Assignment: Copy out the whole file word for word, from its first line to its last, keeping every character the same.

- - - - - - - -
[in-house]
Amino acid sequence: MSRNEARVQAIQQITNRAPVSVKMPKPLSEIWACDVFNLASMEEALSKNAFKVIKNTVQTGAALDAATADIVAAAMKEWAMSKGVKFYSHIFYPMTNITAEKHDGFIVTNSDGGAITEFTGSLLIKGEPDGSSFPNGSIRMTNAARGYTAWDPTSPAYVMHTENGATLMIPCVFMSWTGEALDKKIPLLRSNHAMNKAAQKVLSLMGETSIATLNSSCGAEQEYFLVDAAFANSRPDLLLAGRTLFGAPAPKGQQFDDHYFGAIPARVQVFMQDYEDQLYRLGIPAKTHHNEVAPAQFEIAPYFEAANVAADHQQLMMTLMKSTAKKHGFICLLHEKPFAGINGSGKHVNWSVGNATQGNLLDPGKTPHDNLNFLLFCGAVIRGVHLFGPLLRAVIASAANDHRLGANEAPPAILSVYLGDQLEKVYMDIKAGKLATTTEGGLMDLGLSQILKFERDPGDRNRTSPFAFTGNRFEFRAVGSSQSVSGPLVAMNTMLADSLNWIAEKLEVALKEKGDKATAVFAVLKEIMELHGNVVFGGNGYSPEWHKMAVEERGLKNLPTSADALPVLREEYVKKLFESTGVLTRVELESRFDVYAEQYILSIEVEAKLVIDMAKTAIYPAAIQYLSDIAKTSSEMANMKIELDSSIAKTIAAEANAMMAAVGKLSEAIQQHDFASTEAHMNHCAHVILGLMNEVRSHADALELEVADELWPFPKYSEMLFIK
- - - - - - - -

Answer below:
[in-house]
Amino acid sequence: MSRNEARVQAIQQITNRAPVSVKMPKPLSEIWACDVFNLASMEEALSKNAFKVIKNTVQTGAALDAATADIVAAAMKEWAMSKGVKFYSHIFYPMTNITAEKHDGFIVTNSDGGAITEFTGSLLIKGEPDGSSFPNGSIRMTNAARGYTAWDPTSPAYVMHTENGATLMIPCVFMSWTGEALDKKIPLLRSNHAMNKAAQKVLSLMGETSIATLNSSCGAEQEYFLVDAAFANSRPDLLLAGRTLFGAPAPKGQQFDDHYFGAIPARVQVFMQDYEDQLYRLGIPAKTHHNEVAPAQFEIAPYFEAANVAADHQQLMMTLMKSTAKKHGFICLLHEKPFAGINGSGKHVNWSVGNATQGNLLDPGKTPHDNLNFLLFCGAVIRGVHLFGPLLRAVIASAANDHRLGANEAPPAILSVYLGDQLEKVYMDIKAGKLATTTEGGLMDLGLSQILKFERDPGDRNRTSPFAFTGNRFEFRAVGSSQSVSGPLVAMNTMLADSLNWIAEKLEVALKEKGDKATAVFAVLKEIMELHGNVVFGGNGYSPEWHKMAVEERGLKNLPTSADALPVLREEYVKKLFESTGVLTRVELESRFDVYAEQYILSIEVEAKLVIDMAKTAIYPAAIQYLSDIAKTSSEMANMKIELDSSIAKTIAAEANAMMAAVGKLSEAIQQHDFASTEAHMNHCAHVILGLMNEVRSHADALELEVADELWPFPKYSEMLFIK